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GOP Convention Opens With a Scandal

Politico deems first day of Republican convention “disastrous”: “[Melania Trump’s] speech bore a striking resemblance to a Michelle Obama speech from 2008 … NBC wrapped up its hour … with a shot of a shockingly empty arena … there were even fewer signs of outreach across the aisle or to independents. For most of the night, the convention lineup felt and sounded more like a tea party rally on the statehouse steps…”

Gov. Chris Christie defends plagiarized speech on NBC’s Today: “…93 percent of the speech is completely different … they expressed some common thoughts … the worst day of the convention is the first day …”

“Republicans’ Convention Advertises Their Weakness” notes Bloomberg’s Jonathan Bernstein: “…most speakers on Day 1 of the convention were speaking fully within the conservative closed information loop. It’s a (fictional) world in which Obama spent the last eight years apologizing for the U.S. rather than opposing terrorism, a world in which Obama and Clinton support open borders, and so on.”

“The GOP Is the Party of Death” argues TNR’s Jeet Heer: “[Rudy] Giuliani earned the most enthusiastic response from the Republican crowd of the evening because he made the message of impending death the most explicit of anyone speaking. But he was only the loudest ranter of the evening; otherwise his message wasn’t unique … This fear of death played into the other major theme of the evening, the need to punish Clinton … criminalizing political differences is a grave threat to the very legitimacy of the democratic process.”

I’m worried that I will be the last Republican president,” George W. Bush tells former aides according to Politico.

GOP Embraces Glass-Steagall

GOP approves platform including reinstatement of Glass-Steagall. WSJ: “Delegates approved the GOP platform on the opening day of the Republican National Convention in Cleveland. In addition to reinstating the Depression-era law, the party blueprint also supported repealing the 2010 Dodd-Frank financial overhaul bill … The plank hadn’t been included in earlier drafts of the platform, but a single sentence was inserted in the 66-page final document. ‘We support reinstating the Glass-Steagall Act of 1933 which prohibits commercial banks from engaging in high-risk investment,’ the platform states.”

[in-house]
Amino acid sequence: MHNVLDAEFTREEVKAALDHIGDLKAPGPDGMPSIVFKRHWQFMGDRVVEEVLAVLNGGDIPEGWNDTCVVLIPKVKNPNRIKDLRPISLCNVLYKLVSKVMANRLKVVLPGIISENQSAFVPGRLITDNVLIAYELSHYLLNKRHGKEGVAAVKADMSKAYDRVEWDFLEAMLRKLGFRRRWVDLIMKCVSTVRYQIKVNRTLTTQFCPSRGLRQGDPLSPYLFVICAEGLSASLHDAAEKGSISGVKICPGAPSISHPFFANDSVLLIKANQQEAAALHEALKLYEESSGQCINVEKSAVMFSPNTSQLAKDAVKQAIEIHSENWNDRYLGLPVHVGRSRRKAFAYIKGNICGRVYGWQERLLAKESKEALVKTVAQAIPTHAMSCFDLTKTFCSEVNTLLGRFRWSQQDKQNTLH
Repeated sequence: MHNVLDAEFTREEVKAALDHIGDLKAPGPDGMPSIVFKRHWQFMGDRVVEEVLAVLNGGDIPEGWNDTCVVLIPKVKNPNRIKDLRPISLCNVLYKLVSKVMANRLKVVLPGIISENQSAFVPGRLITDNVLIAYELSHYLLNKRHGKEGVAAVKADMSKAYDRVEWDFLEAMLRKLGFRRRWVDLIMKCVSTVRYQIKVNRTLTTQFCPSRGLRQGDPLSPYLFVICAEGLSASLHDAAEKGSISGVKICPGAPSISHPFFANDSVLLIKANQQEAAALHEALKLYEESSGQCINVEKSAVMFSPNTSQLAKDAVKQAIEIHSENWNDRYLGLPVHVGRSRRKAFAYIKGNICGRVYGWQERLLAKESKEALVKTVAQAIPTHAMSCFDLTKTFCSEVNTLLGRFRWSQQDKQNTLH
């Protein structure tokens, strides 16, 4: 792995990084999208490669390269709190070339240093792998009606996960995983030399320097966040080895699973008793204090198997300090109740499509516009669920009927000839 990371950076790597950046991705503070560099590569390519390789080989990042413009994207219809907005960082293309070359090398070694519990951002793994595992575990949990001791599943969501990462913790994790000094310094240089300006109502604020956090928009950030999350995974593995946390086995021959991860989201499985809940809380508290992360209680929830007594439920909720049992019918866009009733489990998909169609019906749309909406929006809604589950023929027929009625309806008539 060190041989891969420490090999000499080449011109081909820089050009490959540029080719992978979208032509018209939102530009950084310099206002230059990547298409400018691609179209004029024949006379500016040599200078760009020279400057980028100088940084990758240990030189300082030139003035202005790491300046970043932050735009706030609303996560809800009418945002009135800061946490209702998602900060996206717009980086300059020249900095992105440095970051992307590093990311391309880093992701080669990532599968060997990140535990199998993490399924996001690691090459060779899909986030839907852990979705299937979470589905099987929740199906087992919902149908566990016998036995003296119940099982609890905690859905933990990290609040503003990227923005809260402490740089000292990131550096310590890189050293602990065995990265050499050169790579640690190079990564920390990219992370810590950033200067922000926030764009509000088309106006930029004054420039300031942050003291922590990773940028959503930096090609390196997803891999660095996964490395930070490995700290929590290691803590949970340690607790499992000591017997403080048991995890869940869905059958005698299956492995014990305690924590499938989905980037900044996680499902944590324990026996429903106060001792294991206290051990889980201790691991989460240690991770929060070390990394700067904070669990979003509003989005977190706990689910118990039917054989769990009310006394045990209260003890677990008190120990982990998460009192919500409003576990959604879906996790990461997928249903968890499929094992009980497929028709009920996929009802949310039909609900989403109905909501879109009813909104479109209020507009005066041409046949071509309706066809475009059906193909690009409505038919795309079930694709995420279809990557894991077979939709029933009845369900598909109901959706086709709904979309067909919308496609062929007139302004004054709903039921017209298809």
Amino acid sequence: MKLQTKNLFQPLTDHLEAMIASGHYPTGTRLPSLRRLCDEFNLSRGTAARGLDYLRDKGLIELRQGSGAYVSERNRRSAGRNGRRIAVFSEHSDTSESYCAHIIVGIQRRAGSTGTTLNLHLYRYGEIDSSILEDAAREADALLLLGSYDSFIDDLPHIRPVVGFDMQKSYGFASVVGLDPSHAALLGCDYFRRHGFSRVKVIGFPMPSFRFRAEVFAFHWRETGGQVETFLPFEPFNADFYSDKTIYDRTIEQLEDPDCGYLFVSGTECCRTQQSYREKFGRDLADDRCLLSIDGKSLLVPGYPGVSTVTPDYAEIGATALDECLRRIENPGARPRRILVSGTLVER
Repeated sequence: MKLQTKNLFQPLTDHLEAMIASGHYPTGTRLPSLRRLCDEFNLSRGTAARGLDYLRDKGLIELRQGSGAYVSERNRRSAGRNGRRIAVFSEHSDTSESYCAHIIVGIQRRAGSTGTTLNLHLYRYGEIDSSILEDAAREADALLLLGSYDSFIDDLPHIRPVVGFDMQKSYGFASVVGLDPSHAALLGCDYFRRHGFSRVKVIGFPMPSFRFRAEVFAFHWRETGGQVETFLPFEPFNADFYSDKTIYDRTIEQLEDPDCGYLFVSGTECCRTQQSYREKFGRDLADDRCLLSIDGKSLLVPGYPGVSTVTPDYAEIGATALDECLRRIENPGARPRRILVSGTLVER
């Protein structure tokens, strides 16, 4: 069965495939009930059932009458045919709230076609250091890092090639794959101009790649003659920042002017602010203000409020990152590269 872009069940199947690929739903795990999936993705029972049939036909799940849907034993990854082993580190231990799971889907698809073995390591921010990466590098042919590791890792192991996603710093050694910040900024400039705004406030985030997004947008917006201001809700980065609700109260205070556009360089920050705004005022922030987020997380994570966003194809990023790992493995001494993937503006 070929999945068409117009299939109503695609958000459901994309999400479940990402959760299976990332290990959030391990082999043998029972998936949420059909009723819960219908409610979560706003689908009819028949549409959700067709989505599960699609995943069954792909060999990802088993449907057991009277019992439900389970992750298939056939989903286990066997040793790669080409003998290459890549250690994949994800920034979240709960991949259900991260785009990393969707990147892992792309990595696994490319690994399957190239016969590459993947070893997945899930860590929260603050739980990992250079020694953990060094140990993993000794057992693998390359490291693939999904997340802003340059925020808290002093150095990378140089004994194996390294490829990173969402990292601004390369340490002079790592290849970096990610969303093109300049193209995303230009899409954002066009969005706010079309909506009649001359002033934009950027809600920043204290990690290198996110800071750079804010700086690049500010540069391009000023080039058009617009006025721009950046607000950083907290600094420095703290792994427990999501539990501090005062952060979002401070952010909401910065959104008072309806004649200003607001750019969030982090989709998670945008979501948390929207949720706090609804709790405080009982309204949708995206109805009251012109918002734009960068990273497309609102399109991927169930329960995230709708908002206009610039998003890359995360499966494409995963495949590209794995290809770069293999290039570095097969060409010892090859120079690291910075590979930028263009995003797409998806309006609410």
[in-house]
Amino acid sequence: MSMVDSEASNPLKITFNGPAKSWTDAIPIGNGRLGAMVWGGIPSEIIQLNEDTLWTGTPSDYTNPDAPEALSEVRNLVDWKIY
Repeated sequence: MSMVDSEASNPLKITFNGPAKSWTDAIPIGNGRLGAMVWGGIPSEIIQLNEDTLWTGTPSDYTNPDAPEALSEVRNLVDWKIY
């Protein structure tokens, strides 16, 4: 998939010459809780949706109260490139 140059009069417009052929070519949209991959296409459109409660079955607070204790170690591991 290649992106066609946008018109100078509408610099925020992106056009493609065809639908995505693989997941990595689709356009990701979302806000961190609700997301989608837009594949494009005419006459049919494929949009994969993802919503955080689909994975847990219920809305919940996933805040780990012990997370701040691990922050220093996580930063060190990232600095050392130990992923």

Platform stops short of opposing TPP. Bloomberg: “[The platform says] trade agreements — such as the Trans-Pacific Partnership negotiated by the Obama administration, though an explicit reference to that deal was removed — should not be rushed.”

Clinton Targets Pence

Clinton slams Pence for education record at American Federation of Teachers convention. Politico: “….Clinton said Pence cut millions from higher education while he was ‘giving huge cuts to corporations.’ Clinton also said Pence ‘turned away millions of federal dollars that could’ve expanded access to preschool for low-income children’ — an apparent reference to his decision, in 2014, to not apply for federal preschool grant dollars, and instead create a small pilot pre-K program.”

American Prospect’s Justin Miller dissects Pence’s record on labor: “…back in 2007, when Pence was a U.S. congressman, he argued that increasing the federal minimum wage from $5.15 to $7.25 an hour was much too drastic … while he was governor of Indiana, Pence’s party blocked an effort to increase the state minimum wage to $8.25. Instead, Pence signed into law legislation that preempts localities from passing ordinances that require minimum wages higher than the state’s, or any other benefit, such as paid sick or family leave, that isn’t state-mandated.”

New Data On Racism In Mortgages

Mortgage lending abets housing segregation in St. Louis area. NYT: “Federal data has long shown that the black neighborhoods of St. Louis have been almost devoid of mortgage lending in recent years … But the new report, released on Tuesday by the National Community Reinvestment Coalition, a consumer advocacy group, found that race was also an important factor in deciding where banks lend. Specifically, the report indicated that banks made fewer loans to middle- and lower-income borrowers in minority neighborhoods than to borrowers with similar incomes in white neighborhoods.”

“A GOP Congressman Just Made An Argument For White Supremacy On Live TV” reports HuffPost: “[Rep. Steve] King [said] he was tired of efforts to blame “white people.” And then he took it a step further … He suggested that white people are actually responsible for most of the good in the world … ‘I’d ask you to go back through history and figure out where are these contributions that have been made by these other categories of people that you’re talking about. Where did any other subgroup of people contribute more to civilization?'”

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